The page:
“Things like gender neutral toilets and trigger warnings aren’t affecting anyone, it just helps the people they’re meant to,” one anonymous 19-year-old student said to me.
Eve Livingston, currently a freelance journalist writing for The Guardian and The Independent and former Equality and Welfare officer at Edinburgh University, told me she doesn’t think that safe spaces are a new, or particularly worrying, trend for students. “I wouldn’t say there’s been a rise in it since then, more that students are pushing the boundaries a bit more in what they take as acceptable and what they don’t. For example, five years ago the majority of political student unions would have had a no policy against the likes of the BNP for example, but that was largely in line platform with what the rest of society also thought was acceptable/not acceptable. Now students are saying: “Actually things like transphobia etc. are not acceptable, even if the rest of society thinks they are, so the way we’re going to try and challenge that is by shifting the frame of what’s seen as being up for debate”.’” Far from limiting debate, student unions are enabling freer and richer discussions on social injustices than ever before, with more students feeling they can contribute to these conversations in safe environments.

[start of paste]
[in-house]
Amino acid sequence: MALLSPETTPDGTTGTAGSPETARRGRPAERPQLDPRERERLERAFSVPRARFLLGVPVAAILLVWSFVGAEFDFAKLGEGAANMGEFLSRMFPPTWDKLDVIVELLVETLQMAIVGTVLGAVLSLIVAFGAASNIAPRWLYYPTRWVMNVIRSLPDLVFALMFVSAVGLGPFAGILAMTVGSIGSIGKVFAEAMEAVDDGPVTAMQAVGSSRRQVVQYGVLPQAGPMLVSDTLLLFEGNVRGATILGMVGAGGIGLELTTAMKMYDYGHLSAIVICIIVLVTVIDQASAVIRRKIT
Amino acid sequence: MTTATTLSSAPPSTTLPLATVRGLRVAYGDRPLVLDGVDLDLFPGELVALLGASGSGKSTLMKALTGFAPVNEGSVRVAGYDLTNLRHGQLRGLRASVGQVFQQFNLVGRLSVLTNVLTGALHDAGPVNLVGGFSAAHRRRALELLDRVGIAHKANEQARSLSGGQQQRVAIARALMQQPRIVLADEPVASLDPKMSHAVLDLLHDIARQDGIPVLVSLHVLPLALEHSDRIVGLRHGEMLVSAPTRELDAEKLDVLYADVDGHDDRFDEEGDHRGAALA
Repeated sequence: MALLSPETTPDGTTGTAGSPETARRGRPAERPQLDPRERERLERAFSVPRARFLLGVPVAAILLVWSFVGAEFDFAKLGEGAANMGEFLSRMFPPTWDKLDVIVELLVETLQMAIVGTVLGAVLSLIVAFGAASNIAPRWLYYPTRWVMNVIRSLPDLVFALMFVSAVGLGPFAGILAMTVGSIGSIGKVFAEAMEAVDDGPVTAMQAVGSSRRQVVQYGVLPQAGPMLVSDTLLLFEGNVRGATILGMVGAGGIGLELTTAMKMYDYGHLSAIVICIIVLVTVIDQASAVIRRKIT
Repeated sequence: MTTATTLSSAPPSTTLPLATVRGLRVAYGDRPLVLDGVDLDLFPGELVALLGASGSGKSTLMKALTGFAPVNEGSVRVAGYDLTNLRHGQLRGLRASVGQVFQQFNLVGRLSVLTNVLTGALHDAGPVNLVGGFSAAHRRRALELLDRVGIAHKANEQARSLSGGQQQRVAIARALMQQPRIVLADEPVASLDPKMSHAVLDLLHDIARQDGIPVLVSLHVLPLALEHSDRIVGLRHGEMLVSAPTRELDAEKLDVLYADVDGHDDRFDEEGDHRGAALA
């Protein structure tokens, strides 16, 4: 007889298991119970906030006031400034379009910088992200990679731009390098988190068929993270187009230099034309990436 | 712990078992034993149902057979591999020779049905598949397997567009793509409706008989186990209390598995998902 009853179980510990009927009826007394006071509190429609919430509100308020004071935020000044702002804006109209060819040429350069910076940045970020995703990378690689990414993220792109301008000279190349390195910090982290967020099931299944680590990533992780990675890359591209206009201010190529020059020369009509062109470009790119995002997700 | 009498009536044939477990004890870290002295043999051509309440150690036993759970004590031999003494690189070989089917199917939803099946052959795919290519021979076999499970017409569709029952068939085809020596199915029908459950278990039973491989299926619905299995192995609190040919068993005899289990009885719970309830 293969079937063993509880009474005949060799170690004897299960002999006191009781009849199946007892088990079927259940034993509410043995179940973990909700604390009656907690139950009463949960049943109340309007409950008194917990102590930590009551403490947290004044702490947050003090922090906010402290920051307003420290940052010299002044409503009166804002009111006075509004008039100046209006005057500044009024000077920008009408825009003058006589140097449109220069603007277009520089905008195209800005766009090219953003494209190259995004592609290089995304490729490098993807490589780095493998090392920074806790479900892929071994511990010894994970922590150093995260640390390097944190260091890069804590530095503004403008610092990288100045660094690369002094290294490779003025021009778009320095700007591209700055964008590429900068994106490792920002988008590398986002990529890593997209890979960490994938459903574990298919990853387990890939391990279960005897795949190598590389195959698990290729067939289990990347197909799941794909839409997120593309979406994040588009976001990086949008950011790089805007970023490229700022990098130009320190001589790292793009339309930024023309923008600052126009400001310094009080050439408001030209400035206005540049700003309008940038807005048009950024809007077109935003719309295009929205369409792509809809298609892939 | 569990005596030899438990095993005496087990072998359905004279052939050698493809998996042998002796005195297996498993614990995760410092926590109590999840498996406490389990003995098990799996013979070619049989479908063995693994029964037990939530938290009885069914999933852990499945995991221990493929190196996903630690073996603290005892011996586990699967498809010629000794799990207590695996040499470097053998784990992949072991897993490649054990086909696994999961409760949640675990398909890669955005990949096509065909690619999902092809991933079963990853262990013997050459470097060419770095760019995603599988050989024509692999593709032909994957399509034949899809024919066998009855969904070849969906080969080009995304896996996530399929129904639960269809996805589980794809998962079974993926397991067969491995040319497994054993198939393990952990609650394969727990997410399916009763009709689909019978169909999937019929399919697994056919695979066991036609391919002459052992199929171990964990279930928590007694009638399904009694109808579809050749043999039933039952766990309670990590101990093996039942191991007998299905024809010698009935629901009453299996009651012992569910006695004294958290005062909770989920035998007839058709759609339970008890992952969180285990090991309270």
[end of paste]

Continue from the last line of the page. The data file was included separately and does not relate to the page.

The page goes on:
While some are determined to present advocates of safe space policies as a small, deluded minority, the statistics disagree. A ComRes survey found in April that 63 per cent of students believe that the National Union of Students is right to have their “no platforming” policy. Students are creating their own campus environments, ones that reflect their principles and demographics – this should be respected and celebrated.
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“Safe spaces” and “no platforming”: the increasing propensity of many university students to simply shut down and block out views which they disagree with is deeply concerning.